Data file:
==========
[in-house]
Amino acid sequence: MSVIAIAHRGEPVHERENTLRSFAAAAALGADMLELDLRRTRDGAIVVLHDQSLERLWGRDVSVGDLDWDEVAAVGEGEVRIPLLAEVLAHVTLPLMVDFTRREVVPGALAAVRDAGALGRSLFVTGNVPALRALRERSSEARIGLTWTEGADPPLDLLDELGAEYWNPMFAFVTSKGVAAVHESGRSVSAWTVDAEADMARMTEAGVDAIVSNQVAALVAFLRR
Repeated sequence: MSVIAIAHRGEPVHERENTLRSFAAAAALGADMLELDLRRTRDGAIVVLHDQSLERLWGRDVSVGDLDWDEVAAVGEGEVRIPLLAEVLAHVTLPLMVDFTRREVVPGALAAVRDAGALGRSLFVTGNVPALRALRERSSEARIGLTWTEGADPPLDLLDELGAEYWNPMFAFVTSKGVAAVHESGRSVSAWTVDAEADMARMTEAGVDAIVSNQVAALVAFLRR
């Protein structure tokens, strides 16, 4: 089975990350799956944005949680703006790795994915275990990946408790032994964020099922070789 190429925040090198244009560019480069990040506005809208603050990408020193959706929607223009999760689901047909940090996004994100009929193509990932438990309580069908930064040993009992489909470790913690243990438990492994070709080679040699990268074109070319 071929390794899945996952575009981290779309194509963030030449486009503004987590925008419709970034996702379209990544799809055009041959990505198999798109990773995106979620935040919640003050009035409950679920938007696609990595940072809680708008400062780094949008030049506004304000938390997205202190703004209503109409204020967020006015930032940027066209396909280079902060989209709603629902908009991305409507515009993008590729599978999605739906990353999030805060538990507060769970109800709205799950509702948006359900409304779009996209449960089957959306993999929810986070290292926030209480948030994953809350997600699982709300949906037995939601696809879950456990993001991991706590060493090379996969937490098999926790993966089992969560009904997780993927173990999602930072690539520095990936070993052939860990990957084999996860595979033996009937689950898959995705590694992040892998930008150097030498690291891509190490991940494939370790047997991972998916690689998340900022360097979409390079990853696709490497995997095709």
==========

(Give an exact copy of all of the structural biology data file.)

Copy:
[in-house]
Amino acid sequence: MSVIAIAHRGEPVHERENTLRSFAAAAALGADMLELDLRRTRDGAIVVLHDQSLERLWGRDVSVGDLDWDEVAAVGEGEVRIPLLAEVLAHVTLPLMVDFTRREVVPGALAAVRDAGALGRSLFVTGNVPALRALRERSSEARIGLTWTEGADPPLDLLDELGAEYWNPMFAFVTSKGVAAVHESGRSVSAWTVDAEADMARMTEAGVDAIVSNQVAALVAFLRR
Repeated sequence: MSVIAIAHRGEPVHERENTLRSFAAAAALGADMLELDLRRTRDGAIVVLHDQSLERLWGRDVSVGDLDWDEVAAVGEGEVRIPLLAEVLAHVTLPLMVDFTRREVVPGALAAVRDAGALGRSLFVTGNVPALRALRERSSEARIGLTWTEGADPPLDLLDELGAEYWNPMFAFVTSKGVAAVHESGRSVSAWTVDAEADMARMTEAGVDAIVSNQVAALVAFLRR
């Protein structure tokens, strides 16, 4: 089975990350799956944005949680703006790795994915275990990946408790032994964020099922070789 190429925040090198244009560019480069990040506005809208603050990408020193959706929607223009999760689901047909940090996004994100009929193509990932438990309580069908930064040993009992489909470790913690243990438990492994070709080679040699990268074109070319 071929390794899945996952575009981290779309194509963030030449486009503004987590925008419709970034996702379209990544799809055009041959990505198999798109990773995106979620935040919640003050009035409950679920938007696609990595940072809680708008400062780094949008030049506004304000938390997205202190703004209503109409204020967020006015930032940027066209396909280079902060989209709603629902908009991305409507515009993008590729599978999605739906990353999030805060538990507060769970109800709205799950509702948006359900409304779009996209449960089957959306993999929810986070290292926030209480948030994953809350997600699982709300949906037995939601696809879950456990993001991991706590060493090379996969937490098999926790993966089992969560009904997780993927173990999602930072690539520095990936070993052939860990990957084999996860595979033996009937689950898959995705590694992040892998930008150097030498690291891509190490991940494939370790047997991972998916690689998340900022360097979409390079990853696709490497995997095709």